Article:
Are We Pharisees…

Or followers of Christ?  I ask that question because today is the start of Reverend Amy Delong’s trial for the heinous crime of being…, gay.  Oh, I know the leadership of the UMC and all my good Methodist friends will say that’s not why she’s on trial, that’s it because she is in violation of the Discipline (the UMC’s rulebook).  In that august publication, it states

 ¶ 304.3

While persons set apart by the Church for ordained ministry are subject to all the frailties of the human condition and the pressures of society, they are required to maintain the highest standards of holy living in the world. The practice of homosexuality is incompatible with Christian teaching. Therefore self-avowed practicing homosexuals1 are not to be certified as candidates, ordained as ministers, or appointed to serve in The United Methodist Church.

It states in a footnote that “Self-avowed practicing homosexual” is understood to mean that a person openly acknowledges to a bishop, district superintendent, district committee of ordained ministry, board of ordained ministry, or clergy session that the person is a practicing homosexual. See Judicial Council Decisions 702, 708, 722, 725, 764, 844, 984.” and Reverend DeLong did just that, i.e. openly acknowleged that she is a “self-avowed practicing homosexual” when she and her partner of 16 years registered under Wisconsin’s domestic partnership law and she reported the action to the Wisconsin Conference.  If that wasn’t bad enough, in 2009 she officiated at a ceremony of union for a lesbian couple, which she also duly reported to her conference leadership.  There is a tendency to look at what Rev. DeLong did and say “Well, if she’d just kept her mouth shut, none of this would be happening”.  But, I see what she’s done as civil disobedience and I applaud her.  As Edmund Burke said “All that is necessary for the triumph of evil is for good men to do nothing.”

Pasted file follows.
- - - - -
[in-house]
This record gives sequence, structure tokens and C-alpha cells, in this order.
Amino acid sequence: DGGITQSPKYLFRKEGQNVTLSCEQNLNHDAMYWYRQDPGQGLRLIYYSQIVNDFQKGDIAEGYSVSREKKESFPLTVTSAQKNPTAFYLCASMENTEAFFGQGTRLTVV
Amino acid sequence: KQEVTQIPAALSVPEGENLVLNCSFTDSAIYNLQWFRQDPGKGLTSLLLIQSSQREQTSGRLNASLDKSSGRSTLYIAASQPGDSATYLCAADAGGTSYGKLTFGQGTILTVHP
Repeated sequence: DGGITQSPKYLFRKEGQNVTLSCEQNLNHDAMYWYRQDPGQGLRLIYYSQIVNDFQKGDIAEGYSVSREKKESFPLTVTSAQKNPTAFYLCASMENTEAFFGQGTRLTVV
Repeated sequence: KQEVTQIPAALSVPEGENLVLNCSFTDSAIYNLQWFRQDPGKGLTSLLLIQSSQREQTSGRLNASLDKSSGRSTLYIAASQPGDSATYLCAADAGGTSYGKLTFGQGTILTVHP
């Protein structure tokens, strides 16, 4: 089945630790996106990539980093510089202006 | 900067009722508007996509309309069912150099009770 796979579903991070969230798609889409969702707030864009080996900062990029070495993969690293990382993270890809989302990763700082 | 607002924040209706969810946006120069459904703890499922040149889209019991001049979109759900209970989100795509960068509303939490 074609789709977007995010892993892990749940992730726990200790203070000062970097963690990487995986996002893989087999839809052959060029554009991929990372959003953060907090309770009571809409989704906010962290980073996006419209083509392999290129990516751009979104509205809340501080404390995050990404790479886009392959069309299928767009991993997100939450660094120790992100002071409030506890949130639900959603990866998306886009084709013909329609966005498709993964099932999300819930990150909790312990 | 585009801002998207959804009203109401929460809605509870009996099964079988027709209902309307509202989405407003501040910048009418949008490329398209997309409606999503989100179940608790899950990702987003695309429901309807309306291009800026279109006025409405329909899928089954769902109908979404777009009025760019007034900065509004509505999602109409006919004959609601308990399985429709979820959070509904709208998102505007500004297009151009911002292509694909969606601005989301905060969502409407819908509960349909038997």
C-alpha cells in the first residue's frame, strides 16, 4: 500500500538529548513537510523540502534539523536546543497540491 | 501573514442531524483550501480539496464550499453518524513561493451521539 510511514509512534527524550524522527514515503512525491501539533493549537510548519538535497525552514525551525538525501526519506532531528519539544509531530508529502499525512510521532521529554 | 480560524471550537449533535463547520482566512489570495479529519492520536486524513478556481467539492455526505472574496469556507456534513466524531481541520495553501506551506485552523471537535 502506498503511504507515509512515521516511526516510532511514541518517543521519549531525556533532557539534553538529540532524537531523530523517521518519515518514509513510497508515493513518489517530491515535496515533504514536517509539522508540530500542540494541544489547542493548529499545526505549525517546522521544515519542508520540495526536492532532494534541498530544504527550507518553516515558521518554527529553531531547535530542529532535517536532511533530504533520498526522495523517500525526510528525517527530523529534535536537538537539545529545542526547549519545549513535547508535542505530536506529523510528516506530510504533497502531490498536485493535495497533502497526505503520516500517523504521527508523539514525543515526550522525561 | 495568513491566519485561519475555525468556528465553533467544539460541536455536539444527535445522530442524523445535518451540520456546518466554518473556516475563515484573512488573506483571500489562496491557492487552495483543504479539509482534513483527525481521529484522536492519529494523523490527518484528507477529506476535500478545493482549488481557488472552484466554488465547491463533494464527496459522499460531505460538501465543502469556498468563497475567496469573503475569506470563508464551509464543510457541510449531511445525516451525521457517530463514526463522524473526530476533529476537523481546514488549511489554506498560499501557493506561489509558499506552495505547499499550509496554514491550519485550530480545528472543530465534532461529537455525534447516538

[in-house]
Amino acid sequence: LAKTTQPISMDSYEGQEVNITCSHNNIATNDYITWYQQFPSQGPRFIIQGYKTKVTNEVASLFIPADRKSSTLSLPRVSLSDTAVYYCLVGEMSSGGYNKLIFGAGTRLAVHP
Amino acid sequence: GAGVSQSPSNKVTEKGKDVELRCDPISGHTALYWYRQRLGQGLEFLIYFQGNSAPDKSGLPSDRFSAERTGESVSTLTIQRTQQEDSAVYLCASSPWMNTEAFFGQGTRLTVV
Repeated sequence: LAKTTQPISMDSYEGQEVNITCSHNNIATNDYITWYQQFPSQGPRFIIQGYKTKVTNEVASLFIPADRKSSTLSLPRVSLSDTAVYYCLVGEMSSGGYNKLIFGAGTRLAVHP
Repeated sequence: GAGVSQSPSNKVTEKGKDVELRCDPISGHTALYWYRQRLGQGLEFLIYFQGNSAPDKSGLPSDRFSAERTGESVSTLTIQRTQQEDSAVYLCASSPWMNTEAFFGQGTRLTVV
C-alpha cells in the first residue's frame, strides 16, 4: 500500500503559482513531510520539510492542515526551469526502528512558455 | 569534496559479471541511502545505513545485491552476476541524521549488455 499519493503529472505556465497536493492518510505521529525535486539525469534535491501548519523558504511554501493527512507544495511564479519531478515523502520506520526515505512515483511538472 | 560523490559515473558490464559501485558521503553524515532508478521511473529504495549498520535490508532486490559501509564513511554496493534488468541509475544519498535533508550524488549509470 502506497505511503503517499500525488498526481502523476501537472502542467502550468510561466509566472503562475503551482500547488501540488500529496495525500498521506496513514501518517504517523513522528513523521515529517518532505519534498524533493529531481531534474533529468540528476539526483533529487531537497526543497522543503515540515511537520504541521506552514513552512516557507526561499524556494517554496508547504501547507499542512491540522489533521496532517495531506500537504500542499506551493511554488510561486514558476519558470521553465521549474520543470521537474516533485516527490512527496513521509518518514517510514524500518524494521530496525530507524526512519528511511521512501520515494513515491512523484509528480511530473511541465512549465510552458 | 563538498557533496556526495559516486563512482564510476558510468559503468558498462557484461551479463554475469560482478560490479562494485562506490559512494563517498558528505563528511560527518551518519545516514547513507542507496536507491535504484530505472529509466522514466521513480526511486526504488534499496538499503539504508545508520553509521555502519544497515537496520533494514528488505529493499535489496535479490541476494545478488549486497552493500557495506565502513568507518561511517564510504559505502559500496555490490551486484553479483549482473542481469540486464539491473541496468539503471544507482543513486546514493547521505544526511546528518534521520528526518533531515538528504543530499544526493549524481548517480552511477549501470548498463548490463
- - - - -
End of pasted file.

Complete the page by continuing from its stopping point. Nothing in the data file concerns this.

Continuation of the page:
Make no mistake about it, denying LGBT people the same basic rights that straight people enjoy is evil.  In doing so, we are no different from the Pharisee’s that Jesus referred to as a “brood of vipers”.  Here’s a little enlightenment for those who wonder about that reference.  The Pharisees were a group of pious Jews who studied Mosiac law and all its interpretations.  The seeds for this group were sown in the aftermath of the Babylonian exile when the returning Jews, believing that their recent captivity resulted from a rejection the law, decided to be vigilant in following it in the future.  The Pharisees as a group emerged after the Maccabean revolt 160 BCE that ushered in 100 years of Jewish self-rule.  If most Jews in those days were vigilant in their application of the law, then the Pharisees were hyper-vigilant.  In time, that vigilance resulted in the law becoming more important than the people.  That debate continues to this day.

Jesus came to free us from the millstone of the law around our necks.  In a complete reversal of what the Pharisees had been teaching for years, He maintained that people were more important than the law.  For Jesus, orthopraxy (right practice) always trumped orthodoxy (right belief).  With all this in mind, is it really necessary to try, convict and punish a pastor who has given her life to spreading the Gospel?  Does her violation of a man-made commandment override all the work she’s done carrying out what Jesus said was the greatest commandment, to love God with all your might and love your neighbor as yourself?  I don’t think so.  Hopefully, though, some good will come of this ugly mess.  With its General Conference coming up next year, the issue of how the Church treats sexual orientation is once again a hot topic among Methodists.  Things like the trial and possible defrocking of someone who has been lauded as being an excellent pastor, a pastor whose congregation stands squarely behind her, someone who’s courage and conviction has been praised by the very people who are putting her on trial and are only doing so because church law requires it may point out just how ridiculous those laws are. 

Whenever following a law causes us to persecute someone, we are not showing the grace and love that Christ bestowed on us and called us to show to our brothers and sisters.  When that happens, we stop being His followers and start being Pharisees.  And, believe me, that’s not a good thing.